Since our formation in the early 1980’s, we’ve had a proud tradition of supporting everyone affected by bipolar
In 1982, Sheila Woodland from Wimbledon, London, placed an advert in The Guardian seeking responses from people directly affected by manic depression (as bipolar was then known).
Soon after, Philomena Germing from Barnes, London, placed similar adverts in The Times, The Daily Telegraph and The Observer. When the two women found out about each other, they decided to join forces.
Becoming Bipolar UK
In 2011, we publicly consulted on key strategic planning issues. The phenomenal response led to the development of a new five-year strategy and a new charity name – Bipolar UK. Alongside our service delivery work, we have also raised public awareness and understanding of bipolar and its effects. Two notable successes have been working closely with Stephen Fry on the making of the documentary A Secret Life of a Manic Depressive and being an adviser to EastEnders in the bipolar story of Stacey and her mother Jean.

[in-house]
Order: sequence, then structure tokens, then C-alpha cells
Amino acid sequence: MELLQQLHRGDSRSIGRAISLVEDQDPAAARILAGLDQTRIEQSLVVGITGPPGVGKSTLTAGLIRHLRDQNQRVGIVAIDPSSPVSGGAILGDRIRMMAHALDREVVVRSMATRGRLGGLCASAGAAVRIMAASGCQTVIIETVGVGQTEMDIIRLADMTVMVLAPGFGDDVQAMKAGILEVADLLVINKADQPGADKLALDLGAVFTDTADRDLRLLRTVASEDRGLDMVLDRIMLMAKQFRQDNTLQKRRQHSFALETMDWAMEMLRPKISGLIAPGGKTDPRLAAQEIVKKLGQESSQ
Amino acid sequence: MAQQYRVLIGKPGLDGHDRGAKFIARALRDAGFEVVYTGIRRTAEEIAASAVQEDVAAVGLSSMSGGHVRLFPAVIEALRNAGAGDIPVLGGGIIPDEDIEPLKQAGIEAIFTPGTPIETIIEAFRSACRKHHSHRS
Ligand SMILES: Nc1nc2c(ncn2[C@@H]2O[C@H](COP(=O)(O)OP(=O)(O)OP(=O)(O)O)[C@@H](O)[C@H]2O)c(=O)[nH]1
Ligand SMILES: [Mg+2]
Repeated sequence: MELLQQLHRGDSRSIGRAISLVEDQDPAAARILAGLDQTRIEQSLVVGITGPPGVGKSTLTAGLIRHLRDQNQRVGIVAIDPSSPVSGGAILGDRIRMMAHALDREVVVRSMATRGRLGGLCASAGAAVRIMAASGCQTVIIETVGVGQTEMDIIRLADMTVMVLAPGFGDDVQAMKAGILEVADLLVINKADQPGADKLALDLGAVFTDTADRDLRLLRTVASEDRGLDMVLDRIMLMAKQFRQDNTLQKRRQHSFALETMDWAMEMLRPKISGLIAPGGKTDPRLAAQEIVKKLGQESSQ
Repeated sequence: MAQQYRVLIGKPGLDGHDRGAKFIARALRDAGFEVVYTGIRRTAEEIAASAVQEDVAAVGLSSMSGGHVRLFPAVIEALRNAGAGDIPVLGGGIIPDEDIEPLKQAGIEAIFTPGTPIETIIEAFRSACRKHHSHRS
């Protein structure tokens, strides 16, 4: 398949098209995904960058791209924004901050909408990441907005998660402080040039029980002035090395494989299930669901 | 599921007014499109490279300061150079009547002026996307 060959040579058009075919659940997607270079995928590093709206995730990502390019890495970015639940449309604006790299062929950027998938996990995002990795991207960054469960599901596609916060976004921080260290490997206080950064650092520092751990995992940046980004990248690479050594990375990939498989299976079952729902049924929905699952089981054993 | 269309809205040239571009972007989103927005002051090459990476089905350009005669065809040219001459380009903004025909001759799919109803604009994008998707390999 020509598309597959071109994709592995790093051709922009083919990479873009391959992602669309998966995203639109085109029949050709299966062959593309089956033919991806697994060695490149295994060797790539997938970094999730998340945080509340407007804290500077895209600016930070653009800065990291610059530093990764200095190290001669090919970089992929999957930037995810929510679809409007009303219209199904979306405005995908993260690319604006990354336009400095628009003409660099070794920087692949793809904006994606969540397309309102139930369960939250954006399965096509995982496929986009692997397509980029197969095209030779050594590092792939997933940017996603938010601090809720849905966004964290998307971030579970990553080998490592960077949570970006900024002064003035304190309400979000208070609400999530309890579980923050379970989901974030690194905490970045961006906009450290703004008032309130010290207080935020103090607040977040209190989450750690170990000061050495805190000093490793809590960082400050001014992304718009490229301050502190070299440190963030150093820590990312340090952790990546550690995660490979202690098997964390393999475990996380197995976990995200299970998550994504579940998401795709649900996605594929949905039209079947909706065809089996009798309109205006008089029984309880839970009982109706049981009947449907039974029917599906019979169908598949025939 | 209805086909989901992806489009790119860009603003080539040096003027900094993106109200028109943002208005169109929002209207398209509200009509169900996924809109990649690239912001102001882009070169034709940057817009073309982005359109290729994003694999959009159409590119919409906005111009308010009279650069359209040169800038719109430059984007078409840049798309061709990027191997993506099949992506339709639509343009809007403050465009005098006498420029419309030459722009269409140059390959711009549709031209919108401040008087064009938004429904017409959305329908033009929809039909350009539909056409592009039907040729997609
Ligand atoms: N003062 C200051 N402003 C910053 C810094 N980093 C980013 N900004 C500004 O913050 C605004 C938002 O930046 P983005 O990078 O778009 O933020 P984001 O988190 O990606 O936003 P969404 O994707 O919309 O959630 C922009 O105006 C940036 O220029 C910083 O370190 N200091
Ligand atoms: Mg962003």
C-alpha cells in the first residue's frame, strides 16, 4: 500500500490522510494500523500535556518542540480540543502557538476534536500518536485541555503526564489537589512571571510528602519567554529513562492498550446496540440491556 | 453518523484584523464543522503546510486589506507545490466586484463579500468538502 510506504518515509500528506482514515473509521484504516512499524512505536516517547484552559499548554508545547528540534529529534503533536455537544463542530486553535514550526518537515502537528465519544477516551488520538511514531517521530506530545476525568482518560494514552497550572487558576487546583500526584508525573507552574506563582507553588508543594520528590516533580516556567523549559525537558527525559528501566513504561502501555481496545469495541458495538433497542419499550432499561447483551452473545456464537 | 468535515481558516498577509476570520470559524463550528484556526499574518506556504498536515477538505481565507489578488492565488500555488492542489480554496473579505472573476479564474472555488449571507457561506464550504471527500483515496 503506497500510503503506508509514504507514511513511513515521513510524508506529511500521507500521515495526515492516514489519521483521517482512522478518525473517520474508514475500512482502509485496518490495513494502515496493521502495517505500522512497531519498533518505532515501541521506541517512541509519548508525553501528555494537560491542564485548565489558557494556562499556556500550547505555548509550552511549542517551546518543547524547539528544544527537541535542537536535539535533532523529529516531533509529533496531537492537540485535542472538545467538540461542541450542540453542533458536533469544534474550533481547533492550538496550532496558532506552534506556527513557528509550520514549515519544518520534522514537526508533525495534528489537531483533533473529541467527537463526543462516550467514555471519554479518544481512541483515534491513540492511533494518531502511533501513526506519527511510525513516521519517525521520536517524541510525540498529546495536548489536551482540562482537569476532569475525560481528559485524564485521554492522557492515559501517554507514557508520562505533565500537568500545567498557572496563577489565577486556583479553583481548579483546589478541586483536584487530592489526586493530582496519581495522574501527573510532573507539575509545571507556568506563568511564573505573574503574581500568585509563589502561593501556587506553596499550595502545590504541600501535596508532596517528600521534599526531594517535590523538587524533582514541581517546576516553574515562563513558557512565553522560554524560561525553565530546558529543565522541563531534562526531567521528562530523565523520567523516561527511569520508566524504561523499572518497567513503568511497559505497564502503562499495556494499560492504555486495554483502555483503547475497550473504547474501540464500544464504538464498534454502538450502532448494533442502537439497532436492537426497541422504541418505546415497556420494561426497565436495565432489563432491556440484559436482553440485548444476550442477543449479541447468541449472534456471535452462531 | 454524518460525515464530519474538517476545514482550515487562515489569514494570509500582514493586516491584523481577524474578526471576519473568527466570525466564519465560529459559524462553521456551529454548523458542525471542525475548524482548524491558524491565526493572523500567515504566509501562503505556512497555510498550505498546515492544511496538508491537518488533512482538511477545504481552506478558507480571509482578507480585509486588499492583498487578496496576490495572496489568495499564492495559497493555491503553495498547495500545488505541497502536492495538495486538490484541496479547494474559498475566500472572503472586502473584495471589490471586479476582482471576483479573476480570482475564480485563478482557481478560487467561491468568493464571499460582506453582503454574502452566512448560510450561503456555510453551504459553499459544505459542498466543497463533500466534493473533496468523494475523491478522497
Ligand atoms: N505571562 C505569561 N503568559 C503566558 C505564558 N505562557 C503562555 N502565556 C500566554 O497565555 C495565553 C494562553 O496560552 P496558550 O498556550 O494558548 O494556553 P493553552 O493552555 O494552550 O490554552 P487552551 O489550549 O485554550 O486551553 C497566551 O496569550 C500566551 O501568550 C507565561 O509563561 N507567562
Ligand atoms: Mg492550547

The future of Bipolar UK
In the years ahead, providing support services remain central to everything we do. We will continue to improve services and we are planning to expand our youth services and link mentoring across the UK. Our 2011 consultation clearly showed the need for us to increase our communications work and act as a voice for individuals affected by bipolar. We are currently investing in this.
Bipolar UK remains committed to being your innovative, sustainable national bipolar charity.
Ipswich Support Group
The Tooley Room,
Bury St Edmunds Support Group
Quaker Meeting House,
St John Street,
Bury St Edmunds,